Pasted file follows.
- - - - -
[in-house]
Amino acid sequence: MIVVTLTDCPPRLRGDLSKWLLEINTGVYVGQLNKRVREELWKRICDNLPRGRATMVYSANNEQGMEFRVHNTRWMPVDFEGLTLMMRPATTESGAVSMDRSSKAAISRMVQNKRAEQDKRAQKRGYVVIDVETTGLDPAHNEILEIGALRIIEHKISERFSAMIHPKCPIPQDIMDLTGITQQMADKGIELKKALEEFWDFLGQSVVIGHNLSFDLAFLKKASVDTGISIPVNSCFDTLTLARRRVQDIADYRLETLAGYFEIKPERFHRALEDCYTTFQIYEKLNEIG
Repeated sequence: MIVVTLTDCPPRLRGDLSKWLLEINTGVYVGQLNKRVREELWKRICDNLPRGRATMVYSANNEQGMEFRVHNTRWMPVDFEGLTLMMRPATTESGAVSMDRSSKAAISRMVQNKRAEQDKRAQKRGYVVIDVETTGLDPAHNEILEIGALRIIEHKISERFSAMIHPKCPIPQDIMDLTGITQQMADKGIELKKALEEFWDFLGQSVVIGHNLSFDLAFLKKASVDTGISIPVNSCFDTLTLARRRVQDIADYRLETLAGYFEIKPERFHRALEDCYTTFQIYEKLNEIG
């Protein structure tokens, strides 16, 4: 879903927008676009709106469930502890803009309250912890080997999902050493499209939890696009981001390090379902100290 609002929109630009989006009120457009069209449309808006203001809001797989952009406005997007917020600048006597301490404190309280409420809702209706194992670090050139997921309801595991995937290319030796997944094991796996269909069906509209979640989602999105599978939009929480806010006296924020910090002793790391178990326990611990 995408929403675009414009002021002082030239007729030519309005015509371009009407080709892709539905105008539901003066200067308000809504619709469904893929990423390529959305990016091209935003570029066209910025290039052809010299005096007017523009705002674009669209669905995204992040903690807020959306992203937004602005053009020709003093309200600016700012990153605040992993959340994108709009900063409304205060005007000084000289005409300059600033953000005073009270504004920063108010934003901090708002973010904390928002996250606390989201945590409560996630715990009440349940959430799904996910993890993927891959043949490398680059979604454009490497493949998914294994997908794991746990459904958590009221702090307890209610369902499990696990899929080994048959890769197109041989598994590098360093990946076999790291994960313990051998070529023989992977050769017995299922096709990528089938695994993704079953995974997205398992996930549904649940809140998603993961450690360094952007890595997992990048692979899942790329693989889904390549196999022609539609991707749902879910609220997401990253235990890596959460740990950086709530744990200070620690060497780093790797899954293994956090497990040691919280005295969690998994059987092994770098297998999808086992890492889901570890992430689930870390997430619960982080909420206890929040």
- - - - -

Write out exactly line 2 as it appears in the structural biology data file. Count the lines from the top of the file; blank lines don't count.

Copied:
Amino acid sequence: MIVVTLTDCPPRLRGDLSKWLLEINTGVYVGQLNKRVREELWKRICDNLPRGRATMVYSANNEQGMEFRVHNTRWMPVDFEGLTLMMRPATTESGAVSMDRSSKAAISRMVQNKRAEQDKRAQKRGYVVIDVETTGLDPAHNEILEIGALRIIEHKISERFSAMIHPKCPIPQDIMDLTGITQQMADKGIELKKALEEFWDFLGQSVVIGHNLSFDLAFLKKASVDTGISIPVNSCFDTLTLARRRVQDIADYRLETLAGYFEIKPERFHRALEDCYTTFQIYEKLNEIG